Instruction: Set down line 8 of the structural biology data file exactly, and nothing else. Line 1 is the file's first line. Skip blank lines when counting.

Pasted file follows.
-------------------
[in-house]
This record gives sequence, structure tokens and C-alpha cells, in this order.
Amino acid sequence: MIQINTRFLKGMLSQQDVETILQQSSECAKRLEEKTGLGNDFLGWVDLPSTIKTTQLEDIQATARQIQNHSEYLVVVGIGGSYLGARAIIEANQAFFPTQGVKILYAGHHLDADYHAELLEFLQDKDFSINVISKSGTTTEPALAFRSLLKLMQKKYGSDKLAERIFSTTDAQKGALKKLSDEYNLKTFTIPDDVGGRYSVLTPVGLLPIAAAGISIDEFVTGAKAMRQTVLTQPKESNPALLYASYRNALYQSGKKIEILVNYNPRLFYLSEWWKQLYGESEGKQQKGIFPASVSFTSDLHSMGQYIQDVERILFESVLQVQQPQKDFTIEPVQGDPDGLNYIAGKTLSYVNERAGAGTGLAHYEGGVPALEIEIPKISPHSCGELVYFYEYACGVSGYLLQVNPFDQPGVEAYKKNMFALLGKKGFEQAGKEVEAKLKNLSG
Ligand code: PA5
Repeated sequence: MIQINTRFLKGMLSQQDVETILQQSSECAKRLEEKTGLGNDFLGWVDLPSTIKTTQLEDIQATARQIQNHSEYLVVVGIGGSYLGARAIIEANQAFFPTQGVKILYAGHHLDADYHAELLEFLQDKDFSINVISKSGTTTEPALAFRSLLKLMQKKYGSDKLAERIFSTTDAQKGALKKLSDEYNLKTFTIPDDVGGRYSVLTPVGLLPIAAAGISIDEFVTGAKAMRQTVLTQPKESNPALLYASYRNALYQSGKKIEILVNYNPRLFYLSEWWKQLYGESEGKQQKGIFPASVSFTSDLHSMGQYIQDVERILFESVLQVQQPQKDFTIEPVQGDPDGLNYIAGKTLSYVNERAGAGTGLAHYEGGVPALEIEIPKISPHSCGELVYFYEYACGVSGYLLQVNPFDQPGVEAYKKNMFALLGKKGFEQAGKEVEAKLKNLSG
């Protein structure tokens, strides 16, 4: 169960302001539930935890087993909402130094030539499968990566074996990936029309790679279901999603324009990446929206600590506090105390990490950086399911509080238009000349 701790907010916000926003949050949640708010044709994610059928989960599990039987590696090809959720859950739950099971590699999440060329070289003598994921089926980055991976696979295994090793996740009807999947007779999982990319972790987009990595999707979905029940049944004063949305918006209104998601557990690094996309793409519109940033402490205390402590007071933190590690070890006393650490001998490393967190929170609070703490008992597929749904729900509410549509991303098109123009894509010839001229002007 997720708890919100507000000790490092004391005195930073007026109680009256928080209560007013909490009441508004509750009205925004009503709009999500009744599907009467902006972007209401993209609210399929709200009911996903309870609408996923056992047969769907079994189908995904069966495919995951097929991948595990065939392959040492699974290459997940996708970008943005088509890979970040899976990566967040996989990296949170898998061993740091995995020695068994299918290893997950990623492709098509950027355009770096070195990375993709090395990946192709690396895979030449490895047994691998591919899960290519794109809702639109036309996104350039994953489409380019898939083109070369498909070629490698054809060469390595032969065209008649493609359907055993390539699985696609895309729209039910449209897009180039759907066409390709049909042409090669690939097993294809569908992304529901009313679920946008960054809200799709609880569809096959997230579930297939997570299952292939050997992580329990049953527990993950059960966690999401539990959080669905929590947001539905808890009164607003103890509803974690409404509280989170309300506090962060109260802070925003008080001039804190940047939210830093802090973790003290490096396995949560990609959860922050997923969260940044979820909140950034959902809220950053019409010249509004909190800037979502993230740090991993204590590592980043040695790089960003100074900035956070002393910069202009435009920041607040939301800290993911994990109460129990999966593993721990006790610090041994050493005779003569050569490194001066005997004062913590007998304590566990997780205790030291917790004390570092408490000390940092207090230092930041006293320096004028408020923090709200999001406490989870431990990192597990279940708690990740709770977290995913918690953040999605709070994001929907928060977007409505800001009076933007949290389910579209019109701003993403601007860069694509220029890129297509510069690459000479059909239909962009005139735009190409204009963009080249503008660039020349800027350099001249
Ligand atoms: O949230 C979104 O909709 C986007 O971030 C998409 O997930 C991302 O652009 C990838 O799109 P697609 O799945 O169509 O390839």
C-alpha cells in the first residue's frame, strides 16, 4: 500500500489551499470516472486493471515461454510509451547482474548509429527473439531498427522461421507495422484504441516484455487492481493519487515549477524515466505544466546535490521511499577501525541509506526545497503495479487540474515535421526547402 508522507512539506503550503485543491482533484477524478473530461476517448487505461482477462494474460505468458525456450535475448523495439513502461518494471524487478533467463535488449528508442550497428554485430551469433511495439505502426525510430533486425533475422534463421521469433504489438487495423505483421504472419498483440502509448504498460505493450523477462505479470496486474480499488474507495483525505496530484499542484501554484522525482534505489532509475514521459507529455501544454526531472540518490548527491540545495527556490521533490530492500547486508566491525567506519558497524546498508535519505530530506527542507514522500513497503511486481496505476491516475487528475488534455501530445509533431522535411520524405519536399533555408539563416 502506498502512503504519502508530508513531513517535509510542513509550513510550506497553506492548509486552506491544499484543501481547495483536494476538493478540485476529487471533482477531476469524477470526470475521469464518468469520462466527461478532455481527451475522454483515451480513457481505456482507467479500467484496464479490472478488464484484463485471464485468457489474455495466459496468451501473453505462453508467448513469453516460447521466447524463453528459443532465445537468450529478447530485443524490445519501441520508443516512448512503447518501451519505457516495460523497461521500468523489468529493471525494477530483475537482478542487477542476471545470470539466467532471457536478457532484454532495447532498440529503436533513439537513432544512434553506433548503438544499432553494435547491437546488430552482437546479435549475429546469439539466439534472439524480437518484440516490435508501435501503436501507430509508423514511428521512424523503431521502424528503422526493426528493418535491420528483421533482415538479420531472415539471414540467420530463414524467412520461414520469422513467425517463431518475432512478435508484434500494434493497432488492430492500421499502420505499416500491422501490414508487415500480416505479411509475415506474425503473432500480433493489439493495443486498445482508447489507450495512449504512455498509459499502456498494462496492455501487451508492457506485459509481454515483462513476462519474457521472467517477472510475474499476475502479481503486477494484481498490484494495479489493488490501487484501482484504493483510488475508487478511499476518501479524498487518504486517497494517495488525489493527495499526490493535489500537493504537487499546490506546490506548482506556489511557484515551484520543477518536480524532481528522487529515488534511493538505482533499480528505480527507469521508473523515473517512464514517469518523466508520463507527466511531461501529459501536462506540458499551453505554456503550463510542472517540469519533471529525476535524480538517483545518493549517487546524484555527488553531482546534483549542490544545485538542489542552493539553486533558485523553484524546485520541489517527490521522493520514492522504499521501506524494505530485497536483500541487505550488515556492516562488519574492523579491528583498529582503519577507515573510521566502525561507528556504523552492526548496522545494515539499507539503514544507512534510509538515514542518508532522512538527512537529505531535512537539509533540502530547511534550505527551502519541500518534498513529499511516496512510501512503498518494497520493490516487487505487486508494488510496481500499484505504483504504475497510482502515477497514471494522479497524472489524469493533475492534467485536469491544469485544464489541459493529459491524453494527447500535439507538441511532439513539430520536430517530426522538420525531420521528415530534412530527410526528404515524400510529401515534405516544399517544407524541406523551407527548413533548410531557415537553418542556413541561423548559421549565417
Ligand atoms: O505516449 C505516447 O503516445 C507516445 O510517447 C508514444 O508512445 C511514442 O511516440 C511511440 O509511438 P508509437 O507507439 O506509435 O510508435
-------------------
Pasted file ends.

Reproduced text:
C-alpha cells in the first residue's frame, strides 16, 4: 500500500489551499470516472486493471515461454510509451547482474548509429527473439531498427522461421507495422484504441516484455487492481493519487515549477524515466505544466546535490521511499577501525541509506526545497503495479487540474515535421526547402 508522507512539506503550503485543491482533484477524478473530461476517448487505461482477462494474460505468458525456450535475448523495439513502461518494471524487478533467463535488449528508442550497428554485430551469433511495439505502426525510430533486425533475422534463421521469433504489438487495423505483421504472419498483440502509448504498460505493450523477462505479470496486474480499488474507495483525505496530484499542484501554484522525482534505489532509475514521459507529455501544454526531472540518490548527491540545495527556490521533490530492500547486508566491525567506519558497524546498508535519505530530506527542507514522500513497503511486481496505476491516475487528475488534455501530445509533431522535411520524405519536399533555408539563416 502506498502512503504519502508530508513531513517535509510542513509550513510550506497553506492548509486552506491544499484543501481547495483536494476538493478540485476529487471533482477531476469524477470526470475521469464518468469520462466527461478532455481527451475522454483515451480513457481505456482507467479500467484496464479490472478488464484484463485471464485468457489474455495466459496468451501473453505462453508467448513469453516460447521466447524463453528459443532465445537468450529478447530485443524490445519501441520508443516512448512503447518501451519505457516495460523497461521500468523489468529493471525494477530483475537482478542487477542476471545470470539466467532471457536478457532484454532495447532498440529503436533513439537513432544512434553506433548503438544499432553494435547491437546488430552482437546479435549475429546469439539466439534472439524480437518484440516490435508501435501503436501507430509508423514511428521512424523503431521502424528503422526493426528493418535491420528483421533482415538479420531472415539471414540467420530463414524467412520461414520469422513467425517463431518475432512478435508484434500494434493497432488492430492500421499502420505499416500491422501490414508487415500480416505479411509475415506474425503473432500480433493489439493495443486498445482508447489507450495512449504512455498509459499502456498494462496492455501487451508492457506485459509481454515483462513476462519474457521472467517477472510475474499476475502479481503486477494484481498490484494495479489493488490501487484501482484504493483510488475508487478511499476518501479524498487518504486517497494517495488525489493527495499526490493535489500537493504537487499546490506546490506548482506556489511557484515551484520543477518536480524532481528522487529515488534511493538505482533499480528505480527507469521508473523515473517512464514517469518523466508520463507527466511531461501529459501536462506540458499551453505554456503550463510542472517540469519533471529525476535524480538517483545518493549517487546524484555527488553531482546534483549542490544545485538542489542552493539553486533558485523553484524546485520541489517527490521522493520514492522504499521501506524494505530485497536483500541487505550488515556492516562488519574492523579491528583498529582503519577507515573510521566502525561507528556504523552492526548496522545494515539499507539503514544507512534510509538515514542518508532522512538527512537529505531535512537539509533540502530547511534550505527551502519541500518534498513529499511516496512510501512503498518494497520493490516487487505487486508494488510496481500499484505504483504504475497510482502515477497514471494522479497524472489524469493533475492534467485536469491544469485544464489541459493529459491524453494527447500535439507538441511532439513539430520536430517530426522538420525531420521528415530534412530527410526528404515524400510529401515534405516544399517544407524541406523551407527548413533548410531557415537553418542556413541561423548559421549565417